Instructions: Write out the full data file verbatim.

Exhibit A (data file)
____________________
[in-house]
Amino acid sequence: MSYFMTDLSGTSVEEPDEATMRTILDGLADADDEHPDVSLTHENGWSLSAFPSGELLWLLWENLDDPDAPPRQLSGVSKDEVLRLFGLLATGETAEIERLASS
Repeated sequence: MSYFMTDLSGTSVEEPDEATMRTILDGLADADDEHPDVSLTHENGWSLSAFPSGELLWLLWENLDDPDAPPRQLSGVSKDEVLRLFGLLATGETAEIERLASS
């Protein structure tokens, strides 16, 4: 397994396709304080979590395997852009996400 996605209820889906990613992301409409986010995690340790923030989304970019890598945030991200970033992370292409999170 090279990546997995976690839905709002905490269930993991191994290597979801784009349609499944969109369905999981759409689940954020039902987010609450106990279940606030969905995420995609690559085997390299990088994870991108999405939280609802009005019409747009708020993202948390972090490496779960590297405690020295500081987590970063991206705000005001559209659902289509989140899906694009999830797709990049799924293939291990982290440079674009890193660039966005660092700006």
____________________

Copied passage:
[in-house]
Amino acid sequence: MSYFMTDLSGTSVEEPDEATMRTILDGLADADDEHPDVSLTHENGWSLSAFPSGELLWLLWENLDDPDAPPRQLSGVSKDEVLRLFGLLATGETAEIERLASS
Repeated sequence: MSYFMTDLSGTSVEEPDEATMRTILDGLADADDEHPDVSLTHENGWSLSAFPSGELLWLLWENLDDPDAPPRQLSGVSKDEVLRLFGLLATGETAEIERLASS
């Protein structure tokens, strides 16, 4: 397994396709304080979590395997852009996400 996605209820889906990613992301409409986010995690340790923030989304970019890598945030991200970033992370292409999170 090279990546997995976690839905709002905490269930993991191994290597979801784009349609499944969109369905999981759409689940954020039902987010609450106990279940606030969905995420995609690559085997390299990088994870991108999405939280609802009005019409747009708020993202948390972090490496779960590297405690020295500081987590970063991206705000005001559209659902289509989140899906694009999830797709990049799924293939291990982290440079674009890193660039966005660092700006």